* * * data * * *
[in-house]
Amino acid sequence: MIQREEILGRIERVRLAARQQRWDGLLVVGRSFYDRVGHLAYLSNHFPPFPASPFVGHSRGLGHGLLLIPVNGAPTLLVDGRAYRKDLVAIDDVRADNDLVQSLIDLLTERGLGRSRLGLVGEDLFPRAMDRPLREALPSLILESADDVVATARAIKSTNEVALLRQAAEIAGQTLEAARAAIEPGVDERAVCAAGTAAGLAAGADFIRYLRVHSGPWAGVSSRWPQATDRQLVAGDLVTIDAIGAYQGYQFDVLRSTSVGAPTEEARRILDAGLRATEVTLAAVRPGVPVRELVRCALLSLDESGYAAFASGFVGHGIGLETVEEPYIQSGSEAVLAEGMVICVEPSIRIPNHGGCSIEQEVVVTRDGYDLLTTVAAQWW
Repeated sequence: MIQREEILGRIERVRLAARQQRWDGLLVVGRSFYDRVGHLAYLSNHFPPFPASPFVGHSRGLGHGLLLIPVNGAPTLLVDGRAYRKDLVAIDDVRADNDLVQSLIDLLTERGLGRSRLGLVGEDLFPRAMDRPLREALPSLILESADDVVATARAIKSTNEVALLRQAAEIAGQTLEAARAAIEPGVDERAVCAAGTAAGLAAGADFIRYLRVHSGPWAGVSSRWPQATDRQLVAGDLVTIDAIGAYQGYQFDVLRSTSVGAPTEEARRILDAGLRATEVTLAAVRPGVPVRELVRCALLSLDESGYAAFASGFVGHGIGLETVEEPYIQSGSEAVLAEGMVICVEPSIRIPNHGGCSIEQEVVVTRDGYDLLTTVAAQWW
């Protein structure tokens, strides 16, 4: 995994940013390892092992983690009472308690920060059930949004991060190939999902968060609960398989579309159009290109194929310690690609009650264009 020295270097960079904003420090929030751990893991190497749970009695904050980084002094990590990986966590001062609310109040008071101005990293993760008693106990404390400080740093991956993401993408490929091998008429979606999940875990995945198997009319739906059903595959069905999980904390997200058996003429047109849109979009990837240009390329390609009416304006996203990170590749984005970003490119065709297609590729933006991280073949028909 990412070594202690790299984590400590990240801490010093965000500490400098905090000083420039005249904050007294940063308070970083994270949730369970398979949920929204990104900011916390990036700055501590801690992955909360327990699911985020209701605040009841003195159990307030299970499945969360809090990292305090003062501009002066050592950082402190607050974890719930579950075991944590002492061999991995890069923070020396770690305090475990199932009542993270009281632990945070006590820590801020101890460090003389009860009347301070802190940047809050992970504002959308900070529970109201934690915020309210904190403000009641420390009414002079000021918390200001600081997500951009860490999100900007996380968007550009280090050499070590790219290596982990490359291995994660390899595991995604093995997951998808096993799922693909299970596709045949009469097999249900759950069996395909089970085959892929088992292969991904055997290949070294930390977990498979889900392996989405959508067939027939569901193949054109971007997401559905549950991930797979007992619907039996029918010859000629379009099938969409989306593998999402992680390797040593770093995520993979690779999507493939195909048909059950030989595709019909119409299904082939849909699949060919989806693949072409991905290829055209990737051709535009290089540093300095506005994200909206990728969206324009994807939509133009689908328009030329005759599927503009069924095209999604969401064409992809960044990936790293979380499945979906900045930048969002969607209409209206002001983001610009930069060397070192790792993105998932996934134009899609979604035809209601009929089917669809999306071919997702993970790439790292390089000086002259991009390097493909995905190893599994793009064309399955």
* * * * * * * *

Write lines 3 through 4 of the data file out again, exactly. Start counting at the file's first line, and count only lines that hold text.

Repeated sequence: MIQREEILGRIERVRLAARQQRWDGLLVVGRSFYDRVGHLAYLSNHFPPFPASPFVGHSRGLGHGLLLIPVNGAPTLLVDGRAYRKDLVAIDDVRADNDLVQSLIDLLTERGLGRSRLGLVGEDLFPRAMDRPLREALPSLILESADDVVATARAIKSTNEVALLRQAAEIAGQTLEAARAAIEPGVDERAVCAAGTAAGLAAGADFIRYLRVHSGPWAGVSSRWPQATDRQLVAGDLVTIDAIGAYQGYQFDVLRSTSVGAPTEEARRILDAGLRATEVTLAAVRPGVPVRELVRCALLSLDESGYAAFASGFVGHGIGLETVEEPYIQSGSEAVLAEGMVICVEPSIRIPNHGGCSIEQEVVVTRDGYDLLTTVAAQWW
């Protein structure tokens, strides 16, 4: 995994940013390892092992983690009472308690920060059930949004991060190939999902968060609960398989579309159009290109194929310690690609009650264009 020295270097960079904003420090929030751990893991190497749970009695904050980084002094990590990986966590001062609310109040008071101005990293993760008693106990404390400080740093991956993401993408490929091998008429979606999940875990995945198997009319739906059903595959069905999980904390997200058996003429047109849109979009990837240009390329390609009416304006996203990170590749984005970003490119065709297609590729933006991280073949028909 990412070594202690790299984590400590990240801490010093965000500490400098905090000083420039005249904050007294940063308070970083994270949730369970398979949920929204990104900011916390990036700055501590801690992955909360327990699911985020209701605040009841003195159990307030299970499945969360809090990292305090003062501009002066050592950082402190607050974890719930579950075991944590002492061999991995890069923070020396770690305090475990199932009542993270009281632990945070006590820590801020101890460090003389009860009347301070802190940047809050992970504002959308900070529970109201934690915020309210904190403000009641420390009414002079000021918390200001600081997500951009860490999100900007996380968007550009280090050499070590790219290596982990490359291995994660390899595991995604093995997951998808096993799922693909299970596709045949009469097999249900759950069996395909089970085959892929088992292969991904055997290949070294930390977990498979889900392996989405959508067939027939569901193949054109971007997401559905549950991930797979007992619907039996029918010859000629379009099938969409989306593998999402992680390797040593770093995520993979690779999507493939195909048909059950030989595709019909119409299904082939849909699949060919989806693949072409991905290829055209990737051709535009290089540093300095506005994200909206990728969206324009994807939509133009689908328009030329005759599927503009069924095209999604969401064409992809960044990936790293979380499945979906900045930048969002969607209409209206002001983001610009930069060397070192790792993105998932996934134009899609979604035809209601009929089917669809999306071919997702993970790439790292390089000086002259991009390097493909995905190893599994793009064309399955």